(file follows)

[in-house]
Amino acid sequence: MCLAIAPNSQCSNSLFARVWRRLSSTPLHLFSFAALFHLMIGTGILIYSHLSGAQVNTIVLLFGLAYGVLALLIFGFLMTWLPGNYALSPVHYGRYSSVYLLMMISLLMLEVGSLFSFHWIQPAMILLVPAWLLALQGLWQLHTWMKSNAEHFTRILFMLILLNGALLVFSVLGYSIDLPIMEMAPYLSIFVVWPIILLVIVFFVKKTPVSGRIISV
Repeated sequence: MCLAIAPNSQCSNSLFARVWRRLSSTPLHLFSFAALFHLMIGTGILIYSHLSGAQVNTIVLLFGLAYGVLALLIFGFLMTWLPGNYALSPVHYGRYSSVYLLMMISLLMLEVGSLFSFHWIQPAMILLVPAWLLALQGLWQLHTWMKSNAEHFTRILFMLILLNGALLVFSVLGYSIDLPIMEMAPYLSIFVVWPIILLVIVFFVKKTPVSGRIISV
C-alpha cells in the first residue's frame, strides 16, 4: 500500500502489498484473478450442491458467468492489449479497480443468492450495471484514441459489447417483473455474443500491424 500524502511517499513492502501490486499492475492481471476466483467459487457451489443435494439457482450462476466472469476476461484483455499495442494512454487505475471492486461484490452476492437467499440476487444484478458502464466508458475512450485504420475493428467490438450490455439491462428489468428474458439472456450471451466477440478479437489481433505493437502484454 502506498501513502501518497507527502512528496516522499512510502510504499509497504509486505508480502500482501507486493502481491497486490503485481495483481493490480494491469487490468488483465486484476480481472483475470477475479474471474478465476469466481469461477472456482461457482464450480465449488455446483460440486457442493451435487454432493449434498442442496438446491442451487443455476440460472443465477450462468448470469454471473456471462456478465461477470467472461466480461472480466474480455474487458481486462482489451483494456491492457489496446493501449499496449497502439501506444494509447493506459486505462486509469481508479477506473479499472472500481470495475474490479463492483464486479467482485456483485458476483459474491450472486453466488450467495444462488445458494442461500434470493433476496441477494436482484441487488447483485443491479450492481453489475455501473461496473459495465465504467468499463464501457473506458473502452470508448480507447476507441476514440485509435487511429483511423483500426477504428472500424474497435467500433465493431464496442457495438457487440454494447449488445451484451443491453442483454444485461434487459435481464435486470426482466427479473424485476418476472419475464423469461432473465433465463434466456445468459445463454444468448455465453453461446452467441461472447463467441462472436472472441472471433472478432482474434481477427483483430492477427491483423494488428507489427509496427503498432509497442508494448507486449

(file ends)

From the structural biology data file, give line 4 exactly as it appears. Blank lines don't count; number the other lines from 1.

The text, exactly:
C-alpha cells in the first residue's frame, strides 16, 4: 500500500502489498484473478450442491458467468492489449479497480443468492450495471484514441459489447417483473455474443500491424 500524502511517499513492502501490486499492475492481471476466483467459487457451489443435494439457482450462476466472469476476461484483455499495442494512454487505475471492486461484490452476492437467499440476487444484478458502464466508458475512450485504420475493428467490438450490455439491462428489468428474458439472456450471451466477440478479437489481433505493437502484454 502506498501513502501518497507527502512528496516522499512510502510504499509497504509486505508480502500482501507486493502481491497486490503485481495483481493490480494491469487490468488483465486484476480481472483475470477475479474471474478465476469466481469461477472456482461457482464450480465449488455446483460440486457442493451435487454432493449434498442442496438446491442451487443455476440460472443465477450462468448470469454471473456471462456478465461477470467472461466480461472480466474480455474487458481486462482489451483494456491492457489496446493501449499496449497502439501506444494509447493506459486505462486509469481508479477506473479499472472500481470495475474490479463492483464486479467482485456483485458476483459474491450472486453466488450467495444462488445458494442461500434470493433476496441477494436482484441487488447483485443491479450492481453489475455501473461496473459495465465504467468499463464501457473506458473502452470508448480507447476507441476514440485509435487511429483511423483500426477504428472500424474497435467500433465493431464496442457495438457487440454494447449488445451484451443491453442483454444485461434487459435481464435486470426482466427479473424485476418476472419475464423469461432473465433465463434466456445468459445463454444468448455465453453461446452467441461472447463467441462472436472472441472471433472478432482474434481477427483483430492477427491483423494488428507489427509496427503498432509497442508494448507486449